Archive for the ‘Web Hosting’ Category

Why you need website security and how you can get it

Thursday, July 20th, 2017

Have you been noticing when you visit certain websites, they have the little “i” in a circle symbol next to the web address, or a padlock with a line through it?

Have you noticed other websites with the green padlock symbol?

In January 2017, Google started adding the “not secure” icon to indicate when you are visiting a website that is not hosted on a secure web server. If you click on the icon, you’ll see a list of items in the drop down that may compromise your security or you may get a warning not to enter sensitive information such as passwords or bank info.

On the other hand, if a website is hosted on a secure web server, Google will indicate that it is secure using the green padlock symbol. You may have noticed the green padlock symbol when you visit bank or government websites, or eCommerce websites that take online payments.

How can you tell if your own website is secure?

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Free websites aren’t all they’re cracked up to be

Tuesday, January 17th, 2012

Free websites are great for personal use when your budget is limited but they’re not all they’re cracked up to be when it comes to using them for your business.

With free websites, you often don’t own your domain name or web space. As well as causing problems at some point in the future, there are several short term disadvantages you should consider.

  • Often your free website has a web address with an extension like wordpress.com or weebly.com. This not only makes your web address extra long and difficult to remember, it doesn’t sound very professional.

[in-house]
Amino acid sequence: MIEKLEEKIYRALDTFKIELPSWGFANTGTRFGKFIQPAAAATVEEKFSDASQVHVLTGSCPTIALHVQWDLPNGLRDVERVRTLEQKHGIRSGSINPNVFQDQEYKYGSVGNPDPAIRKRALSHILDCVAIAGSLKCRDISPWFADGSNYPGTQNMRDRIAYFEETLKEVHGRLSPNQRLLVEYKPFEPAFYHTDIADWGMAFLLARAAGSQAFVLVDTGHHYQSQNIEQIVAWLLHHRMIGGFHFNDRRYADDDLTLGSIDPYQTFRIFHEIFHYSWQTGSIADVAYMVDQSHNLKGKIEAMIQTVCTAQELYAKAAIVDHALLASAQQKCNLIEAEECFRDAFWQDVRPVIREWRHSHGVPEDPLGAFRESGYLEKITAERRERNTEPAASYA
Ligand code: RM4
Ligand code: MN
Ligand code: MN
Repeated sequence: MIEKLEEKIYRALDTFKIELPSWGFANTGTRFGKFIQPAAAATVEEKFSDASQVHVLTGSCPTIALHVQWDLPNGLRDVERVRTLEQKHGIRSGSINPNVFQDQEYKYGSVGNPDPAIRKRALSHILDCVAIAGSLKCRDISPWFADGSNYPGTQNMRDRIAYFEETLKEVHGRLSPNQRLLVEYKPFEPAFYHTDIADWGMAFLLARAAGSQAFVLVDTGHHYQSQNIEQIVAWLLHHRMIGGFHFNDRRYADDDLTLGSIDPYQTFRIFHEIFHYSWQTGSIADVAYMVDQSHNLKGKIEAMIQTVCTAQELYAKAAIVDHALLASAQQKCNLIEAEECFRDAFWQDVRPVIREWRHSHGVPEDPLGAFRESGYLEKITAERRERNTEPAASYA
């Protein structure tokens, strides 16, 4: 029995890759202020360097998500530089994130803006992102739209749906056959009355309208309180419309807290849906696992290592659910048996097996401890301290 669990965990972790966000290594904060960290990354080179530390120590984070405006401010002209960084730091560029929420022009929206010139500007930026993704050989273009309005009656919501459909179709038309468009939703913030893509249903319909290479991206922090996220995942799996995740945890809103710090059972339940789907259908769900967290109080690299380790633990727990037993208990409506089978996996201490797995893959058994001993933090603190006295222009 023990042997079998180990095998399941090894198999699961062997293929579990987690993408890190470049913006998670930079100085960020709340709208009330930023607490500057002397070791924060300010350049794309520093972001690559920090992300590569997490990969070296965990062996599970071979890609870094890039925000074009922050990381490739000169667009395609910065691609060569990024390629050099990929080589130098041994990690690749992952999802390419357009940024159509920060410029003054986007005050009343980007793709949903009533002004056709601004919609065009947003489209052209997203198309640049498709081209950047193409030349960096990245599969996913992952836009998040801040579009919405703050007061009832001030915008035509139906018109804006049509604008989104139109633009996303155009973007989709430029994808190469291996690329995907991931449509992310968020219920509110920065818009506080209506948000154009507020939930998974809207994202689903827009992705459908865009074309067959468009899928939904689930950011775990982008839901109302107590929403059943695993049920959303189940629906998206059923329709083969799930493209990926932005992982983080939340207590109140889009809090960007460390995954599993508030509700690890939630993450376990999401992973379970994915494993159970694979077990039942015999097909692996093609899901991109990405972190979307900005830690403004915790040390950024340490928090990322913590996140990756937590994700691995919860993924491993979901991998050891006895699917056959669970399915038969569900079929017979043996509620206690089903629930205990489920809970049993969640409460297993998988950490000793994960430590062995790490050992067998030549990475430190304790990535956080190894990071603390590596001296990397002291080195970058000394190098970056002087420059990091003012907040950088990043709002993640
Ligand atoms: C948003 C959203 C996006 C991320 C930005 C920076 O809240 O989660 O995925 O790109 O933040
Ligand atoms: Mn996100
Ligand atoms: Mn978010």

• Often, without a yourcompanyname.com domain name, you’re more than likely also using a Gmail, Hotmail or Yahoo email address. Does this really create a professional, I’m-in-it-for-the-long-term image for your business?
  • Often with free website hosting, you’re probably advertising other businesses on your website. And you have absolutely no control on what’s being advertised even if they are competitor sites. Does that really make good business sense?
  • If your free website is content managed (you add content and make your own changes), are you able to back up your database file to your desktop computer or to your email? In some cases, the answer is no.
  • If you’ve uploaded images and other media files to your free website, can you access them through a file manager or via FTP? In most cases, the answer is probably no.

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